Purchase this article with an account.
Nazario Bautista-Elivar, Blanca Estela Jaramillo-Loranca, Marcelino Aviles, F Javier Valiente-Soriano, Pablo Artal, Juan M Bueno; Photoreceptor Density in Diabetic and Control Rat Retinas Measured with Multiphoton Microscopy. Invest. Ophthalmol. Vis. Sci. 2015;56(7 ):4710. doi: https://doi.org/.
Download citation file:
© ARVO (1962-2015); The Authors (2016-present)
To image the retina of rats with induced diabetes using multiphoton microscopy to better understand how photoreceptors (PRs) are affected by diabetic retinopathy development. Cell density in diabetic animals was compared with that of a control reference group.
A custom-developed multiphoton microscope (Bueno et al., JBO 2010) was used to record two-photon excitation fluorescence (TPEF) images of unstained rat retinas. Series of TPEF images of the photoreceptor layer at different retinal locations were recorded. Diabetes was induced in five male Wistar rats by injecting a unique dose of streptozotocin (75 mg/kg) what led to a blood glucose level significantly higher than in the control’s animals as determined three weeks later. The animals were then sacrificed, the ocular globes excised with retinas detached from the fundus and fixated with a paraformaldehyde solution overnight. The retinal tissue was flat mounted on a microscope slide and none of the samples was stained. Unstained retina samples of both the control (N=5) group and the group with induced diabetes (N=5) were imaged at 32 retinal locations. The images of the PR layer were analyzed to determine the cell density. Comparisons between control and diabetic specimens were performed.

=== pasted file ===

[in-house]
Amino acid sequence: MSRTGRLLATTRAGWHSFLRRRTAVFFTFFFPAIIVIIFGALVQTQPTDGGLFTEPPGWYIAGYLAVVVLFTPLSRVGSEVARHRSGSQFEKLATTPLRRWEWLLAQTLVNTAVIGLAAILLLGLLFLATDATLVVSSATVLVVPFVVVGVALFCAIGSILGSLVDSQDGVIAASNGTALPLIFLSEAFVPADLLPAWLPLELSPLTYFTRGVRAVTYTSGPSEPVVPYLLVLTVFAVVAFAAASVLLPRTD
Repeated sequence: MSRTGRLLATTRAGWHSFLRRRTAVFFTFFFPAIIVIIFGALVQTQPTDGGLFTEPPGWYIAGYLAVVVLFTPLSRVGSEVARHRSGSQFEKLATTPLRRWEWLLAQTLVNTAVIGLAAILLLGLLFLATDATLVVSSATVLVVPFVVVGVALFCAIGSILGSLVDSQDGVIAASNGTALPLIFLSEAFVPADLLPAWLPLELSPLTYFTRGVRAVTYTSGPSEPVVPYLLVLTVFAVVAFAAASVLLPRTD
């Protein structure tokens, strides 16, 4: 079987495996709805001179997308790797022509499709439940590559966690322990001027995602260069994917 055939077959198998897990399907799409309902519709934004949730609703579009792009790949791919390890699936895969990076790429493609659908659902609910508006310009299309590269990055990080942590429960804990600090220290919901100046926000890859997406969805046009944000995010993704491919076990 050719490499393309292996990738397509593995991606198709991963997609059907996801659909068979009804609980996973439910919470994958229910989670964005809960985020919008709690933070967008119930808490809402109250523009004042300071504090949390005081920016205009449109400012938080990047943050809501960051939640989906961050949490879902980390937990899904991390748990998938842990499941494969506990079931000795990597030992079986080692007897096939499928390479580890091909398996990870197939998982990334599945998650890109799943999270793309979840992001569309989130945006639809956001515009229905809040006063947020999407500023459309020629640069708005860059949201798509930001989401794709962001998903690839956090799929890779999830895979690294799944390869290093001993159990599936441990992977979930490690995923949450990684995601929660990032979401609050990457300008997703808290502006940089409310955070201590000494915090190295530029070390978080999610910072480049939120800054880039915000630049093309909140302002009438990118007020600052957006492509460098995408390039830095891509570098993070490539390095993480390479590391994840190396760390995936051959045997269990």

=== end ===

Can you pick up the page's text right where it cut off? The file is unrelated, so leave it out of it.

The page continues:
Single cells provided enough TPEF signal for direct counting and precise analysis. In all samples, the photoreceptor density changed with eccentricity. Significant differences in PR density between the control eyes and those suffering from diabetes were found. In the control group the density ranged between 38200 and 40900 cells/mm2. These values declined to a range between 32400 and 37200 cells/mm2 in the diabetic group. This reduction occurred at each analyzed retinal location (12% on average). Moreover, Voronoi diagrams and Delaunay triangulation allowed us to explore changes in the PR mosaic distribution.
Multiphoton microscopy provided a clear visualization of single PR in the rat retina. Significant differences were found when comparing control retinas and those from animals with induced diabetes. For every retinal location, a reduction in PR density was observed in diabetic specimens. These results may help to a better characterization of retinal alterations during diabetes development in the rat model.
This PDF is available to Subscribers Only